SpaceX launches satellite Which will bring internet to isolated island Countries
Countless islands dot the Pacific Ocean between Asia’s southern shore and Australia, and also the men and women who live on them have remained mostly isolated from the digital era.
The assumption by most online providers is that”there are not many people there, they do not require connectivity, and there is not lots of cash,” Christian Patouraux, the founder and CEO of satellite startup Kacific, told CNN Business.
Patouraux stated he understands that to be untrue.
Six decades back, he founded Singapore-based Kacific after he saw a market analysis that revealed the Asia-Pacific area is starved for net access. Individuals are prepared to pay for it.
Now they are several steps closer to getting that access. On Monday evening, a SpaceX rocket launched Kacific’s first satellite from Cape Canaveral Air Force Station in Florida. Patouraux said it might soon bring consistent net connections to as many as 1 million people for the first time.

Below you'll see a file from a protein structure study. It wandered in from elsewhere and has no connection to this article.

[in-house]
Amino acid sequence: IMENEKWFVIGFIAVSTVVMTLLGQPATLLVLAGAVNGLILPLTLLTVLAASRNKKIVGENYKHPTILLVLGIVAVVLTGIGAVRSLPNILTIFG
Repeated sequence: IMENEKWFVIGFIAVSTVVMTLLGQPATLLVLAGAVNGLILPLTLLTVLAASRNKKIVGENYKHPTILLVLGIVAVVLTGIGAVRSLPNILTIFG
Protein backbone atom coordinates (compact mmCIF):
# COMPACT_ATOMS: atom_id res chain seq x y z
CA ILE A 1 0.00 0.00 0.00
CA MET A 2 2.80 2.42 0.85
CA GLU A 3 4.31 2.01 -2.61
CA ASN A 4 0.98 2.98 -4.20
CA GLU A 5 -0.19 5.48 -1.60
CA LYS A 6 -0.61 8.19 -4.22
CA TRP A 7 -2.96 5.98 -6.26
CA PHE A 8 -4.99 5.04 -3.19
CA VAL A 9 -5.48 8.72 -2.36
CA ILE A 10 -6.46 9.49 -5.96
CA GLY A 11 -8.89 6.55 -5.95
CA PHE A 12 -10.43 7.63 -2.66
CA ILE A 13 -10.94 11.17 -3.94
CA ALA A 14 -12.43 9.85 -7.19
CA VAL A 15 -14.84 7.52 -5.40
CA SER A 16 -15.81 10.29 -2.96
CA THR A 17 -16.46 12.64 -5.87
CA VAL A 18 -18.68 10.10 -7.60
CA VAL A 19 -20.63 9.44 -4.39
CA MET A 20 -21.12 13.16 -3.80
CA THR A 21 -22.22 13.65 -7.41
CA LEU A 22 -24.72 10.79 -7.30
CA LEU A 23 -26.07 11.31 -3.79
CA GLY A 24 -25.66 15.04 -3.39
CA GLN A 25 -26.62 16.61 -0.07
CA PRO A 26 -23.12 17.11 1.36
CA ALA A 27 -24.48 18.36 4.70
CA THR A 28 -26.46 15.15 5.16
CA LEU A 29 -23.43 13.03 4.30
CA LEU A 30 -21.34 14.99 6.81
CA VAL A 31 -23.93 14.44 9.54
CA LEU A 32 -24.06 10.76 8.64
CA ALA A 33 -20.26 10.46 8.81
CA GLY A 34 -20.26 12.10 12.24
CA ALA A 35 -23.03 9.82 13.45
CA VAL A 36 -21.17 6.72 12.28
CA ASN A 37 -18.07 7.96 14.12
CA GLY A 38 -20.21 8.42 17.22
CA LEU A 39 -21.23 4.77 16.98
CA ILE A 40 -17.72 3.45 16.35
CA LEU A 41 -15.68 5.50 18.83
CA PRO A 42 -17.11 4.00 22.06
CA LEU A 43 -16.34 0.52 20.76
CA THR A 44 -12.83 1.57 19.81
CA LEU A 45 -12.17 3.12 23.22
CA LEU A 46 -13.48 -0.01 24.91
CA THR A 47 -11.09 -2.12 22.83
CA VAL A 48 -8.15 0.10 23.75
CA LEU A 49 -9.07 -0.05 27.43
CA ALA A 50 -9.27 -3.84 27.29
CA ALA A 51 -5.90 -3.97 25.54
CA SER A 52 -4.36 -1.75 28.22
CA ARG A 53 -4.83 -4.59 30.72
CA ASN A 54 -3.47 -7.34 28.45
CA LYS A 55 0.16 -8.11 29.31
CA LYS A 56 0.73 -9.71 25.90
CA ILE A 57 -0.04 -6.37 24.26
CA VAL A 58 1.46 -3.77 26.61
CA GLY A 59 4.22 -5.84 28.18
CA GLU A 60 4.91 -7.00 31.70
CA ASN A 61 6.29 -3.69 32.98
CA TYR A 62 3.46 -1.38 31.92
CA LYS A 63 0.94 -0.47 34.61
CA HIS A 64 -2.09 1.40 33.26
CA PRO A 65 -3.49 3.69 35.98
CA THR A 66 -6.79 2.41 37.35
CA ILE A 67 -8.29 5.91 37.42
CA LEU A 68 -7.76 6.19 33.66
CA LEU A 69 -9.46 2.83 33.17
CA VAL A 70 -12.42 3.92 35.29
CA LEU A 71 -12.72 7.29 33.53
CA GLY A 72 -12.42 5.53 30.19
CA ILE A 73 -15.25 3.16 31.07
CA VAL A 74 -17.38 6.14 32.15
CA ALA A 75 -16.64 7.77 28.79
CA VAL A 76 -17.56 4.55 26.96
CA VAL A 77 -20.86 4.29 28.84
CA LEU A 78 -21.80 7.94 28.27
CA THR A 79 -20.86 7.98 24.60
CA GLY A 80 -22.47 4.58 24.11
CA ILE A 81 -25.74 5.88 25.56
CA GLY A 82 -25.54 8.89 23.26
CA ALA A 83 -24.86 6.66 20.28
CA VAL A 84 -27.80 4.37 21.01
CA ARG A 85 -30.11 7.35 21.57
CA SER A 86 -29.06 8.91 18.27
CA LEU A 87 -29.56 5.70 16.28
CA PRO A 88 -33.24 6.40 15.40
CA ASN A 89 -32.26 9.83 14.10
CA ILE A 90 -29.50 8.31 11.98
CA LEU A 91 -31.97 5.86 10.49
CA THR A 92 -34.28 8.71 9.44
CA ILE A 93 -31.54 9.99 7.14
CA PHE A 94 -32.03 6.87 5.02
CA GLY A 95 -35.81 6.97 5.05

Web for islanders
The most significant barrier to extending broadband across the Asia-Pacific is among topography: Broadband is delivered primarily by copper or fiber optic cables, including a few that continue under the Atlantic Ocean. They are pricey to set up, so internet service providers mostly target urban areas, where they can find the most bang for their buck, while rural communities are often left out.
From the Asia-Pacific area, where more than 80 percent of the population resides in rural areas, the lack of connectivity is glaring, based on Patouraux.
Satellite-based internet isn’t usually cheap or of high quality. But Patouraux said it is the best way to achieve these remote communities, and his staff worked out a means to do it at the perfect price points.